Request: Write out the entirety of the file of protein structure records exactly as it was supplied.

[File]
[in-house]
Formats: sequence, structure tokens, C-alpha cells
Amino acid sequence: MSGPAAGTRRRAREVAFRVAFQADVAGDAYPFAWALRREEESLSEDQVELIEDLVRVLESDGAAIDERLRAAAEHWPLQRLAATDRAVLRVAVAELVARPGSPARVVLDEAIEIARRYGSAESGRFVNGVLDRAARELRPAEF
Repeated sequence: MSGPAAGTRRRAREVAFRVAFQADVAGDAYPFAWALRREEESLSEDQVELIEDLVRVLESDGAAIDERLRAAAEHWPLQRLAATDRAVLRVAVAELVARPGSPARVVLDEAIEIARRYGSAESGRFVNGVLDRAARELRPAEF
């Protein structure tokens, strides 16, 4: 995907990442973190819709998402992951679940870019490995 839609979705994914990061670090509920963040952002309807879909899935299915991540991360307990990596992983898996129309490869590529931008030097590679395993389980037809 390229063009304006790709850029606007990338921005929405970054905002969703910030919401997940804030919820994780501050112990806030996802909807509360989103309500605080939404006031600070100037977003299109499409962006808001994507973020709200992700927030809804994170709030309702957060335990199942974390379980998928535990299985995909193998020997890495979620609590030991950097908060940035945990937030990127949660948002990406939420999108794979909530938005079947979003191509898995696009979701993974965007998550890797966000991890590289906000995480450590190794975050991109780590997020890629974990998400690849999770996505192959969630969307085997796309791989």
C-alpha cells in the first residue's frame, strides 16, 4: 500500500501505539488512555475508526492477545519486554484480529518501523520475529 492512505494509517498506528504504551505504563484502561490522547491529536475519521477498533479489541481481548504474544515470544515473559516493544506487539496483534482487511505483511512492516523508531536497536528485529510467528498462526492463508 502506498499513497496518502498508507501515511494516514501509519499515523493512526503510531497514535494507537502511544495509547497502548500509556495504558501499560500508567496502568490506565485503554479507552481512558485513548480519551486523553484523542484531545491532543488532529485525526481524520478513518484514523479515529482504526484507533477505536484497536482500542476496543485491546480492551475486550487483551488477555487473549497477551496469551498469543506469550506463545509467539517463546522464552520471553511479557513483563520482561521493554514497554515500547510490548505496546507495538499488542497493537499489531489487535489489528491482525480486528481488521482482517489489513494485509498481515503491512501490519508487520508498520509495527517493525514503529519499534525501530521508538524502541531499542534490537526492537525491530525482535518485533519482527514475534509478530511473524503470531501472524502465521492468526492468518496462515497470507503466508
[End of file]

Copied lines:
[in-house]
Formats: sequence, structure tokens, C-alpha cells
Amino acid sequence: MSGPAAGTRRRAREVAFRVAFQADVAGDAYPFAWALRREEESLSEDQVELIEDLVRVLESDGAAIDERLRAAAEHWPLQRLAATDRAVLRVAVAELVARPGSPARVVLDEAIEIARRYGSAESGRFVNGVLDRAARELRPAEF
Repeated sequence: MSGPAAGTRRRAREVAFRVAFQADVAGDAYPFAWALRREEESLSEDQVELIEDLVRVLESDGAAIDERLRAAAEHWPLQRLAATDRAVLRVAVAELVARPGSPARVVLDEAIEIARRYGSAESGRFVNGVLDRAARELRPAEF
């Protein structure tokens, strides 16, 4: 995907990442973190819709998402992951679940870019490995 839609979705994914990061670090509920963040952002309807879909899935299915991540991360307990990596992983898996129309490869590529931008030097590679395993389980037809 390229063009304006790709850029606007990338921005929405970054905002969703910030919401997940804030919820994780501050112990806030996802909807509360989103309500605080939404006031600070100037977003299109499409962006808001994507973020709200992700927030809804994170709030309702957060335990199942974390379980998928535990299985995909193998020997890495979620609590030991950097908060940035945990937030990127949660948002990406939420999108794979909530938005079947979003191509898995696009979701993974965007998550890797966000991890590289906000995480450590190794975050991109780590997020890629974990998400690849999770996505192959969630969307085997796309791989």
C-alpha cells in the first residue's frame, strides 16, 4: 500500500501505539488512555475508526492477545519486554484480529518501523520475529 492512505494509517498506528504504551505504563484502561490522547491529536475519521477498533479489541481481548504474544515470544515473559516493544506487539496483534482487511505483511512492516523508531536497536528485529510467528498462526492463508 502506498499513497496518502498508507501515511494516514501509519499515523493512526503510531497514535494507537502511544495509547497502548500509556495504558501499560500508567496502568490506565485503554479507552481512558485513548480519551486523553484523542484531545491532543488532529485525526481524520478513518484514523479515529482504526484507533477505536484497536482500542476496543485491546480492551475486550487483551488477555487473549497477551496469551498469543506469550506463545509467539517463546522464552520471553511479557513483563520482561521493554514497554515500547510490548505496546507495538499488542497493537499489531489487535489489528491482525480486528481488521482482517489489513494485509498481515503491512501490519508487520508498520509495527517493525514503529519499534525501530521508538524502541531499542534490537526492537525491530525482535518485533519482527514475534509478530511473524503470531501472524502465521492468526492468518496462515497470507503466508